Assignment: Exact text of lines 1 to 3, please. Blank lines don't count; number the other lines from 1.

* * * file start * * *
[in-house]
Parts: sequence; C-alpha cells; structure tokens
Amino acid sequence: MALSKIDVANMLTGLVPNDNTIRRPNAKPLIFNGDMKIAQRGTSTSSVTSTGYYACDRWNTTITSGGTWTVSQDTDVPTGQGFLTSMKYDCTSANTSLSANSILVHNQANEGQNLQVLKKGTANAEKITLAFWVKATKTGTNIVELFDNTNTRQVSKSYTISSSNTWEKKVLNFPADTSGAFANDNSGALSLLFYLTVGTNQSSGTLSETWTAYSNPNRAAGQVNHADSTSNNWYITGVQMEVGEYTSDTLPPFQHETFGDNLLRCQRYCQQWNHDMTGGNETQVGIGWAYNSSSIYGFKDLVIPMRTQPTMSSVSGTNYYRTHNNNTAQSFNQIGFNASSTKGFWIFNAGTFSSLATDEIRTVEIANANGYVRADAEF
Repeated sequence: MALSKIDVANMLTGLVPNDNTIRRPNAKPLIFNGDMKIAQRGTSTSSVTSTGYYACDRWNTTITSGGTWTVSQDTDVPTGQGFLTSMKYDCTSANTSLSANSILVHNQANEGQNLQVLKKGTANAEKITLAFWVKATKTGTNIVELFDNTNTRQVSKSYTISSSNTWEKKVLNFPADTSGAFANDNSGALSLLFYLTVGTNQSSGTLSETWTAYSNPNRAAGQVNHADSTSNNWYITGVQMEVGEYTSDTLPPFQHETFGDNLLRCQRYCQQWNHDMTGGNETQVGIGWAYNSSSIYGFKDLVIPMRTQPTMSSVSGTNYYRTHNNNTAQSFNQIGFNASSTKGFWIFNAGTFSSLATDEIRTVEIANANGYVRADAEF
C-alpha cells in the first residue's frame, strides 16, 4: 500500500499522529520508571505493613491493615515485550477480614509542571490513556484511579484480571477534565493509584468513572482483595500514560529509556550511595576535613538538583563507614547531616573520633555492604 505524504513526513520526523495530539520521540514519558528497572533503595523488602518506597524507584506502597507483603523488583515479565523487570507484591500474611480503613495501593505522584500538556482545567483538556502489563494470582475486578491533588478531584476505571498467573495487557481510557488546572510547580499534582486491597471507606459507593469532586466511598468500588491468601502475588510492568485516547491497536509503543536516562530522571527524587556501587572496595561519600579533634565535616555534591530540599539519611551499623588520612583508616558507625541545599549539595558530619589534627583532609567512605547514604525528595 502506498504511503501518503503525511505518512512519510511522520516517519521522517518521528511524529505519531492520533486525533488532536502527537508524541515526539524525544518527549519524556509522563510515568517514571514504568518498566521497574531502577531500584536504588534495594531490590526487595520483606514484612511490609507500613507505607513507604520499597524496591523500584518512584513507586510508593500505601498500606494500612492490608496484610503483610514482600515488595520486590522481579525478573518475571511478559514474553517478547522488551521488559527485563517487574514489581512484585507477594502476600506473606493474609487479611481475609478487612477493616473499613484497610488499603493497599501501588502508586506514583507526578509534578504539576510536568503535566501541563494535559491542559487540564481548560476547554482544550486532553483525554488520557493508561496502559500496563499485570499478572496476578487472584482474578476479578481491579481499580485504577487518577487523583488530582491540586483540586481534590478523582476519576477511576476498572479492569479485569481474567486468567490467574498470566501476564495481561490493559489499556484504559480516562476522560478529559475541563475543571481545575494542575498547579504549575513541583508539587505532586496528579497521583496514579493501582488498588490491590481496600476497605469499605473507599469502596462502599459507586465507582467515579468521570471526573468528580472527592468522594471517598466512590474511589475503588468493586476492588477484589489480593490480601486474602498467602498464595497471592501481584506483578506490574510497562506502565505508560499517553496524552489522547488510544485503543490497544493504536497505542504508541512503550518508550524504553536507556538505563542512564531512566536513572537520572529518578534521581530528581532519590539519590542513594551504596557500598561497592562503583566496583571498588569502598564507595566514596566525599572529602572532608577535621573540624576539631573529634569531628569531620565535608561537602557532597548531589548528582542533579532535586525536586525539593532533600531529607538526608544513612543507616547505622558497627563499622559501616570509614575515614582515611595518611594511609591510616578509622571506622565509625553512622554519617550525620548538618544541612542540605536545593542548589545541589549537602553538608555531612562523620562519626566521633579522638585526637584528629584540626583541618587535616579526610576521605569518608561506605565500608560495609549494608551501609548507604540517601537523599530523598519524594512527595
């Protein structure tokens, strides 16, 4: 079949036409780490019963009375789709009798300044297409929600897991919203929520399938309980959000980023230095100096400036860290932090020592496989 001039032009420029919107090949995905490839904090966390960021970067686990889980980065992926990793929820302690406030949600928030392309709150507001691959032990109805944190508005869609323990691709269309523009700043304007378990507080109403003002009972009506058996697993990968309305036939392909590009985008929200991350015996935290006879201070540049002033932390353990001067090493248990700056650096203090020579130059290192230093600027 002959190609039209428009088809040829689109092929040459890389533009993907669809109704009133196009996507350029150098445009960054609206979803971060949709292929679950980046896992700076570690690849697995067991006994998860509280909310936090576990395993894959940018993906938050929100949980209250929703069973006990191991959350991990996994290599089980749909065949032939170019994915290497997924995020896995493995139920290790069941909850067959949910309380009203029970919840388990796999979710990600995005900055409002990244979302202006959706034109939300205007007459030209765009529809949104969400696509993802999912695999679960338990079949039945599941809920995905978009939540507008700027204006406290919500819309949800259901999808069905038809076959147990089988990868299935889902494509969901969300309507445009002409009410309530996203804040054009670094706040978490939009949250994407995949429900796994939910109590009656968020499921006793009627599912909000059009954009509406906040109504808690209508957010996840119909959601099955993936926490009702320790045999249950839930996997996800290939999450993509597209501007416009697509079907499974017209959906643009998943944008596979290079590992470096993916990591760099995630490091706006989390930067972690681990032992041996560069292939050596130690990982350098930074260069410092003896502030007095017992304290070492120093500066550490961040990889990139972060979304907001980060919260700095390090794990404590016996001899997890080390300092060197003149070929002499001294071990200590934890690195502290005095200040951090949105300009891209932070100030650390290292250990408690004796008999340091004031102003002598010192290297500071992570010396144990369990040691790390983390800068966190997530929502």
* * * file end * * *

[in-house]
Parts: sequence; C-alpha cells; structure tokens
Amino acid sequence: MALSKIDVANMLTGLVPNDNTIRRPNAKPLIFNGDMKIAQRGTSTSSVTSTGYYACDRWNTTITSGGTWTVSQDTDVPTGQGFLTSMKYDCTSANTSLSANSILVHNQANEGQNLQVLKKGTANAEKITLAFWVKATKTGTNIVELFDNTNTRQVSKSYTISSSNTWEKKVLNFPADTSGAFANDNSGALSLLFYLTVGTNQSSGTLSETWTAYSNPNRAAGQVNHADSTSNNWYITGVQMEVGEYTSDTLPPFQHETFGDNLLRCQRYCQQWNHDMTGGNETQVGIGWAYNSSSIYGFKDLVIPMRTQPTMSSVSGTNYYRTHNNNTAQSFNQIGFNASSTKGFWIFNAGTFSSLATDEIRTVEIANANGYVRADAEF